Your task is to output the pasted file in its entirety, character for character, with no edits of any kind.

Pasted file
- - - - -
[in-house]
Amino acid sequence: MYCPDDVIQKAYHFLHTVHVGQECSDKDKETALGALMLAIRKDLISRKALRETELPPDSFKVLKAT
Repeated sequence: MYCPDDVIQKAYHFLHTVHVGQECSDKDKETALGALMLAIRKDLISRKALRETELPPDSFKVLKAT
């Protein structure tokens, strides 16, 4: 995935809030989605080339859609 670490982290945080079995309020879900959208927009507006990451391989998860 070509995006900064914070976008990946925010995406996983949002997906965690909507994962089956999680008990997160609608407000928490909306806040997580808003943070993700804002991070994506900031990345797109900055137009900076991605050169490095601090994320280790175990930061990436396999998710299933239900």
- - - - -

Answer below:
[in-house]
Amino acid sequence: MYCPDDVIQKAYHFLHTVHVGQECSDKDKETALGALMLAIRKDLISRKALRETELPPDSFKVLKAT
Repeated sequence: MYCPDDVIQKAYHFLHTVHVGQECSDKDKETALGALMLAIRKDLISRKALRETELPPDSFKVLKAT
């Protein structure tokens, strides 16, 4: 995935809030989605080339859609 670490982290945080079995309020879900959208927009507006990451391989998860 070509995006900064914070976008990946925010995406996983949002997906965690909507994962089956999680008990997160609608407000928490909306806040997580808003943070993700804002991070994506900031990345797109900055137009900076991605050169490095601090994320280790175990930061990436396999998710299933239900």